Planning itineraries almost gives me as much joy as travel itself and the freedom of travelling alone is that you only have your time to fill and yourself to please. A.K.A DO WHATEVER THE FUCK YOU WANT. Whether that means getting up at 4am to catch a sunrise on Charles Bridge or rolling in at 4am after a revelling at a sweaty techno club. Negotiation and compromise can well and truly go out the window and you can frolic boundlessly in a field of selfishness and self-gratification. No more resting at a coffee shop because someone else’s feet are aching, or mooching around shops you have no care to be in. I like to cram in the sights and plan every hour of the day to facilitate said cramming. Flow is not something I like to go with. It’s much more my style to shack up with scheduling and know exactly when I’m going to do something.

 

Creativity

I’ve been selling this trip to myself, and to others, as a way to spend some time reconnecting with my writerly self. WAIT. DON’T GO. I’m not a pretentious wanker. I’m only a little bit of a pretentious wanker. Writing is hard. It requires discipline and time and motivation and sometimes when you’re working a full-time job and trying to fit in exercise and a social life, it goes out the window. I have a rather ridiculous amount of ongoing creative projects. I’ve gathered them all together in a folder on my Mac, labelled ‘Ongoing Creative Projects’ to make it seem like, however untouched they sit, it’s part of the process and I’ll get there eventually. They’re not stagnant. I swear. They’re diamonds in the rough. And this is my chance to polish them. I have no illusion that I’ll come back with them all done. But hopefully with a couple of 6 hour train journeys and some lazy evenings with a bottle of wine, I’ll be able to carve out some time to devote solely to writing.

Also, what better than a bit of travel to serve up some inspiration. I often find it’s harder to put thought to prose when you desperately want to. It’s when you find yourself crouched over a Mac, hands poised above the keyboard that your creative juices evaporate. When you allow your mind to wander and to divert from it’s routine, the best ideas come to the fore.

You can decide wholly for yourself what statues or sights were worth seeing and as a result, come away with a greater sense of who you are.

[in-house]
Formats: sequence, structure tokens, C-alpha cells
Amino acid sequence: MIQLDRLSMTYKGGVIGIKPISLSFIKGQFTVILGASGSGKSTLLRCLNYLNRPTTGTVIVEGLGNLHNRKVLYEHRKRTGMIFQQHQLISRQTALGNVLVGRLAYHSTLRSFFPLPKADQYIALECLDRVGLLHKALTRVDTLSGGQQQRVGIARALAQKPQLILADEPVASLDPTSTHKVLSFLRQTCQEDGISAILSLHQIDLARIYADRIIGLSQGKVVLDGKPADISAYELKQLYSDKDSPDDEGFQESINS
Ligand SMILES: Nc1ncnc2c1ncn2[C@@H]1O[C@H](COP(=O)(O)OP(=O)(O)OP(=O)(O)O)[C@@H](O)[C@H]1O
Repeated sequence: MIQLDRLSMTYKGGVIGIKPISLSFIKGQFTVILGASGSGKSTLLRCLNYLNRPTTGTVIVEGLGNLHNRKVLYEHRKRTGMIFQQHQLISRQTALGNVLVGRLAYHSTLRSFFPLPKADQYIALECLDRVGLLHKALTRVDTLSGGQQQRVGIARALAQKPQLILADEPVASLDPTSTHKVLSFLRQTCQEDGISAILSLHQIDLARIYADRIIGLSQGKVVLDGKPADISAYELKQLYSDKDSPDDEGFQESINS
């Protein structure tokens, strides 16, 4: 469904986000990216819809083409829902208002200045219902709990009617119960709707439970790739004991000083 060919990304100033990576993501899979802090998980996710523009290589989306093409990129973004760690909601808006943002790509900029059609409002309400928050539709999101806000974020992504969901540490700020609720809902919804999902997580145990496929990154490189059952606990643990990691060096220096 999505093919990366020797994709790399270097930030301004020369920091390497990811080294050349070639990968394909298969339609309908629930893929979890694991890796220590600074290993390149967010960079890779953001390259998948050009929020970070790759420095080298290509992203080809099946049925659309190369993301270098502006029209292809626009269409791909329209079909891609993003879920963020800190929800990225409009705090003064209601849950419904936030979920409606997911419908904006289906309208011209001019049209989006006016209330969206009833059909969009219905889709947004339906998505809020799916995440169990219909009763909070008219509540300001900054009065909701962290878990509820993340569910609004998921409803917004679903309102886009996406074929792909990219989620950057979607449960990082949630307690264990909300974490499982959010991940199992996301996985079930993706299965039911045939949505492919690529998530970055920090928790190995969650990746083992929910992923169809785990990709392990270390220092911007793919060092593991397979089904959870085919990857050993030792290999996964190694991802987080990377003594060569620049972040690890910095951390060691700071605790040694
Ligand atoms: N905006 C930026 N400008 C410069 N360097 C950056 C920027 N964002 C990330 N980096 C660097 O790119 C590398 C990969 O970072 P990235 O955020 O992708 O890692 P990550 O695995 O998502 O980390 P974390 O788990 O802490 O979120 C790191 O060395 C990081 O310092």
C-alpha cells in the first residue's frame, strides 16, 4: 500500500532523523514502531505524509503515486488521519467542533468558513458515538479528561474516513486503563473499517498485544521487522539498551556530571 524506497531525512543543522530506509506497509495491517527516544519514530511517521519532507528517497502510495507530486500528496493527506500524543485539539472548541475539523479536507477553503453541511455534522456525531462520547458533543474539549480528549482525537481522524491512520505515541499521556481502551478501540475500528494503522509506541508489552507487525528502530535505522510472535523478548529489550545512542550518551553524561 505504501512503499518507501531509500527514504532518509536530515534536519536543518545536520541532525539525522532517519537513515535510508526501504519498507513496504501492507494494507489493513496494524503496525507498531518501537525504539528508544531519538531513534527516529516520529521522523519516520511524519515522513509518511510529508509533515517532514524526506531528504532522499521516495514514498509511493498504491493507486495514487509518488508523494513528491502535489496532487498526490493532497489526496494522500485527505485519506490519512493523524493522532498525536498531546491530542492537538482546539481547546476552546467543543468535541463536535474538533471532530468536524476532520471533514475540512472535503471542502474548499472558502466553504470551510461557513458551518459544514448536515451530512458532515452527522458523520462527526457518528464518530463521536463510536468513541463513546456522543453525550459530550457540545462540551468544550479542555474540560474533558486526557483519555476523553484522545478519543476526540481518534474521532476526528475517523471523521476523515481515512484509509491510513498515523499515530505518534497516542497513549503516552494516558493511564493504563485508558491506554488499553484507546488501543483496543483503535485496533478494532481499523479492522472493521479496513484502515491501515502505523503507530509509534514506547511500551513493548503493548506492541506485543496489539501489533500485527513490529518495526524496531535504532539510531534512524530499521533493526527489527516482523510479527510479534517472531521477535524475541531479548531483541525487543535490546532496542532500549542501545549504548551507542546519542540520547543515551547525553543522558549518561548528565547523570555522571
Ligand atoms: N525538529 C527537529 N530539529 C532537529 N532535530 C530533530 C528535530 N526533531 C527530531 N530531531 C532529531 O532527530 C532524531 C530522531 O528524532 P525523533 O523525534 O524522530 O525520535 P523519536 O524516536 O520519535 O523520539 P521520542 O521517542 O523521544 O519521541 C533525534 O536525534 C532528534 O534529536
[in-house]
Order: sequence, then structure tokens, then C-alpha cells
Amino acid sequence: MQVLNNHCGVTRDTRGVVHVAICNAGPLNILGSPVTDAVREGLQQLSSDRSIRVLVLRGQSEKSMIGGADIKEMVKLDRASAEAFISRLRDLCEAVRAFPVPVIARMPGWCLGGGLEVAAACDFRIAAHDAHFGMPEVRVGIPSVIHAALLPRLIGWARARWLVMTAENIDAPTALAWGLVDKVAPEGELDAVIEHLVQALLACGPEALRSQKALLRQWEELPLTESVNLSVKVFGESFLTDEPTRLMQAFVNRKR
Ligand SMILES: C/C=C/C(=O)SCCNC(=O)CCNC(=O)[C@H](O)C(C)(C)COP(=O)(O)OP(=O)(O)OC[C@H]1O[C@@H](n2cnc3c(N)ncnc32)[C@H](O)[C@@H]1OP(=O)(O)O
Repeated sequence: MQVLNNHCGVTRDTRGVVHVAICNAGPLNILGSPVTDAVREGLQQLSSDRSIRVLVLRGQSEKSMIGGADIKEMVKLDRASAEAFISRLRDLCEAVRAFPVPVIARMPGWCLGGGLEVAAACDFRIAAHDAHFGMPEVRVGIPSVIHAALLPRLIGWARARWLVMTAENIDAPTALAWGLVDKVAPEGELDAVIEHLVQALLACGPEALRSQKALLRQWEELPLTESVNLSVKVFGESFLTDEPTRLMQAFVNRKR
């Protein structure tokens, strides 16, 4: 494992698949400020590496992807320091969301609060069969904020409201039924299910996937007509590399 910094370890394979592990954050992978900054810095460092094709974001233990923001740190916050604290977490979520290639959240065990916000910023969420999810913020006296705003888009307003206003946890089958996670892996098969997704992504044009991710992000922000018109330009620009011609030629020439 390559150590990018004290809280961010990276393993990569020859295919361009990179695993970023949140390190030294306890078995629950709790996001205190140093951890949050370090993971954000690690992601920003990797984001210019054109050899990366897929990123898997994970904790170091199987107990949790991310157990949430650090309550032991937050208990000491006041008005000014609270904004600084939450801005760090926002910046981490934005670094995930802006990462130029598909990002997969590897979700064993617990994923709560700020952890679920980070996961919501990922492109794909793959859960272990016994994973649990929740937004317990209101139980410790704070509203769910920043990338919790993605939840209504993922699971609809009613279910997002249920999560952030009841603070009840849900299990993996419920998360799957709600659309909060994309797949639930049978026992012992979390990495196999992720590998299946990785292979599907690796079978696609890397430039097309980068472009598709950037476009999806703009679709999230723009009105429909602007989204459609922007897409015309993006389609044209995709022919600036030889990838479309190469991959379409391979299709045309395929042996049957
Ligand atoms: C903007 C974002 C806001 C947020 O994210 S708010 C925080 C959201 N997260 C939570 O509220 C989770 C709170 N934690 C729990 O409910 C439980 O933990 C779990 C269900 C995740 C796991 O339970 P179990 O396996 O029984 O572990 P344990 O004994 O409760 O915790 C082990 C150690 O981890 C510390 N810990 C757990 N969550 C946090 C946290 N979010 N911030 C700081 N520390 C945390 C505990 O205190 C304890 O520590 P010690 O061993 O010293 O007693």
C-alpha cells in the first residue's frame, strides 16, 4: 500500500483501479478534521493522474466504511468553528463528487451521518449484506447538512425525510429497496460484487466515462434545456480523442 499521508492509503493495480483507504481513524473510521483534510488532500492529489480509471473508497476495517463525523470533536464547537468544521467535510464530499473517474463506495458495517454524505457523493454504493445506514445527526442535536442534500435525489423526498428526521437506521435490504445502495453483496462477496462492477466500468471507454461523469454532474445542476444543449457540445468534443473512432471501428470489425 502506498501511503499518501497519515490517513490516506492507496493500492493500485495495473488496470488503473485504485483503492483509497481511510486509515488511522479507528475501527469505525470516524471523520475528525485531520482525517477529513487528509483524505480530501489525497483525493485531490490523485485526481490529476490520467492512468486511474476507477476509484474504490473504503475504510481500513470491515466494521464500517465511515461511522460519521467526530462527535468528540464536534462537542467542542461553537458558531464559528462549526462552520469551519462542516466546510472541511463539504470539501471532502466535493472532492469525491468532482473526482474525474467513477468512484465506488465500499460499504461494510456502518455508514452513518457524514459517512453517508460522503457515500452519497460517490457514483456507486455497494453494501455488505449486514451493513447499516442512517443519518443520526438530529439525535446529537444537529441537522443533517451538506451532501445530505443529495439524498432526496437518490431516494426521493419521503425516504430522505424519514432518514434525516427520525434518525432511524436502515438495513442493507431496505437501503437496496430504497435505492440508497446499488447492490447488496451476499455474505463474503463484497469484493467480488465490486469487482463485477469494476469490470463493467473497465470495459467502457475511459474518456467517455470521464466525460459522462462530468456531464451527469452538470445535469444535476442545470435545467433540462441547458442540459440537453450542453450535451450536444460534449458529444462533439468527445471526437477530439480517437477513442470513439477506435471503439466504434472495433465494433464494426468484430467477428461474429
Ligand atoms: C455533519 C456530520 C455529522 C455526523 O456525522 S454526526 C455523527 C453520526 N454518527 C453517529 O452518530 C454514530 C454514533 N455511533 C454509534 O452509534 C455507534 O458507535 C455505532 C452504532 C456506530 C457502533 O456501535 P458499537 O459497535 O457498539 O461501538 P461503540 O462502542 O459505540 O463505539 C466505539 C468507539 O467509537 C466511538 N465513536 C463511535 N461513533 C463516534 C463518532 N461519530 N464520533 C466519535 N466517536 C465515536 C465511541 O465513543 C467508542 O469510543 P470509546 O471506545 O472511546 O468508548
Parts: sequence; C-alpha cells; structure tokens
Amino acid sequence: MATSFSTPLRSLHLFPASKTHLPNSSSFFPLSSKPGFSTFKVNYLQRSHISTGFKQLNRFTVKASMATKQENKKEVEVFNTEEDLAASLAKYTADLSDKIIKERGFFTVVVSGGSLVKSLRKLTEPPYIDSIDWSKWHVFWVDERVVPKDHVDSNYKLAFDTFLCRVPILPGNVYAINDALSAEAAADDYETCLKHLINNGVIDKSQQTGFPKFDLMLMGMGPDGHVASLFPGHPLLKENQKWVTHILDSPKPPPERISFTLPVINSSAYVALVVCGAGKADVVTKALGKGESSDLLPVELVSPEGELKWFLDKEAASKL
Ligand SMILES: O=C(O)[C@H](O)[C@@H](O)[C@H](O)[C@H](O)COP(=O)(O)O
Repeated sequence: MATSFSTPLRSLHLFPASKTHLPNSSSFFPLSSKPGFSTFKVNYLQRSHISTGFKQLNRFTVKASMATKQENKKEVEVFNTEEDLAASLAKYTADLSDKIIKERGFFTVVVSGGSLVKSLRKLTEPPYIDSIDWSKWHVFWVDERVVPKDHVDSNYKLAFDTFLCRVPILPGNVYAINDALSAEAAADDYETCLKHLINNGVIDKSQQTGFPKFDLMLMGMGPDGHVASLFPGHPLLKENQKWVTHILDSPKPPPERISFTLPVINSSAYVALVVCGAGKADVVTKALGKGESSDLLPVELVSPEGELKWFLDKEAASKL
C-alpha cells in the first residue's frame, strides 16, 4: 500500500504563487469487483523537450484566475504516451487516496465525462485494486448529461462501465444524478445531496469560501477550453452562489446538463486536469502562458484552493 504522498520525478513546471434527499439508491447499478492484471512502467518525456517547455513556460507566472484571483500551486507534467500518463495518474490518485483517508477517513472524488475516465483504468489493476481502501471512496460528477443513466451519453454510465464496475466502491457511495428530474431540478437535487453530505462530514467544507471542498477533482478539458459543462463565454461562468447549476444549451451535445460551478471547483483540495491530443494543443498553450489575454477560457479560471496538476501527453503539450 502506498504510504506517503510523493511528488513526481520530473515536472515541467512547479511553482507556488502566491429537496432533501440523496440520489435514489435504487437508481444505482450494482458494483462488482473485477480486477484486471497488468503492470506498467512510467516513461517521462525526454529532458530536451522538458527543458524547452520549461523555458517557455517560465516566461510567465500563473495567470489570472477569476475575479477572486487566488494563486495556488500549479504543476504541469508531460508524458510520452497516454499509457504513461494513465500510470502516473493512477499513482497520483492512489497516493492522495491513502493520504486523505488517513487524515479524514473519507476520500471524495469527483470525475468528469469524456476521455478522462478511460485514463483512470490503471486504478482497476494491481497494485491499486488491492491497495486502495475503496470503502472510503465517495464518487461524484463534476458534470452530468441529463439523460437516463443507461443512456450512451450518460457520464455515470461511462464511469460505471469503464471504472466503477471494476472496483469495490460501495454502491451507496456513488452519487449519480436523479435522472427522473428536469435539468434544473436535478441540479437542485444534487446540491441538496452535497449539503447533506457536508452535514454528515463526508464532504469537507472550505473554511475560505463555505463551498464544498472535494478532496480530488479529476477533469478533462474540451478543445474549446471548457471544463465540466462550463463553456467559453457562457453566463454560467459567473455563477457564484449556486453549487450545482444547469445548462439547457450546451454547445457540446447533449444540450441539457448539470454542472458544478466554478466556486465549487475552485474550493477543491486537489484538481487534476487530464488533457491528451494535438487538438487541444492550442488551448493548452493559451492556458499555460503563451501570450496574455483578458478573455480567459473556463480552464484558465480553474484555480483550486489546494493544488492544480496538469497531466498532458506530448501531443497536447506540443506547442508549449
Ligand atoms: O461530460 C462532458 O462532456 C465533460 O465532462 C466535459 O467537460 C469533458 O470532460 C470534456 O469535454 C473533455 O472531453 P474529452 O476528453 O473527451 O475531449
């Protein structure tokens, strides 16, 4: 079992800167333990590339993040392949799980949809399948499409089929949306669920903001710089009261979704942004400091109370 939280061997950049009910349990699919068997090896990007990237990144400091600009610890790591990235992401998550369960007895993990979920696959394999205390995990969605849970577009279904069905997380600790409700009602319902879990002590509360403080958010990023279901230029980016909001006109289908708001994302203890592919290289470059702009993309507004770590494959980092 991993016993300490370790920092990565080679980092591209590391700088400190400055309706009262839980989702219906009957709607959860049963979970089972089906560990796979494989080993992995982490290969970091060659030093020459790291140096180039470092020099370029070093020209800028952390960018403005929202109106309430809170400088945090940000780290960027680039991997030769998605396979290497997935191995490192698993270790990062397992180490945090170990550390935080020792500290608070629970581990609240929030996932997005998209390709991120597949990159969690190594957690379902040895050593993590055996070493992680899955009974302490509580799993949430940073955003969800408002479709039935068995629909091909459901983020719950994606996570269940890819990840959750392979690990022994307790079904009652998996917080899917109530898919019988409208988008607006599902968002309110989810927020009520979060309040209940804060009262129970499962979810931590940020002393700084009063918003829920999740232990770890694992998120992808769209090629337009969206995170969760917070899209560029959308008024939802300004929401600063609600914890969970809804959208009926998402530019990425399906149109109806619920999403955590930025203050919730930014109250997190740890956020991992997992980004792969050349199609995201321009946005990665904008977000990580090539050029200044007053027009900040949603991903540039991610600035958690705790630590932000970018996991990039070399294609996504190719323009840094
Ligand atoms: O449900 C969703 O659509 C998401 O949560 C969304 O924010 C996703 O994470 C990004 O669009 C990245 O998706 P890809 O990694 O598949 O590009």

Culture

London is a great place to live. A cultural capital, choc-a-bloc with exhibitions, cinemas, craft-themed nights, performance art, gigs, galleries and all sorts of activities to satiate your artistic cravings. Yet since living here; whether due to expense, laziness or lack of time, I haven’t quite soaked up as much as I’d intended. So I’m sacking it in altogether and off to find culture elsewhere. One of the best things about going on holiday is having an abundance of free time to explore. My adventurous spirit can once again emerge from the deeply repressed recesses of my psyche and I can finally return my walking pace to a wander or stroll, rather than the perpetual march I’ve adopted since taking on the role of city slicker.

I like a pool holiday with a library’s worth of reading material as much as the next gal, but considering my alabaster skin tone, high freckle count and general aversion to the heat, air-conditioned art galleries are much more within my comfort zone. I also think that if you really want to see and experience a place, at least for the first time, it’s best to do it alone. It’s nice revisiting cafes and courtyards with company in tow because you can relive it through them and act as a bit of a tour guide, but when you’re arriving without any expectation it’s best to shed that company to allow yourself to form an opinion unburdened by input. Your view of a place won’t be tainted by your friend’s grumpiness about the service in a restaurant or your boyfriend’s reluctance to climb the steps of a cathedral. You can decide wholly for yourself what statues or sights were worth seeing and as a result, come away with a greater sense of who you are.

I already know myself pretty well. I’m stubborn, controlling and very inflexible. (The penny’s dropped, hasn’t it? The solo nature of this trip is not a choice, but rather enforced because I’ve exhausted my roster of companionship). And that’s why I think I’ll get along fine. I can work to my own schedule, fulfil my own desires and not feel like I’m the bane of anyone’s existence because our booking for a train is in 20 minutes, and if we don’t leave soon, shit will hit the fan.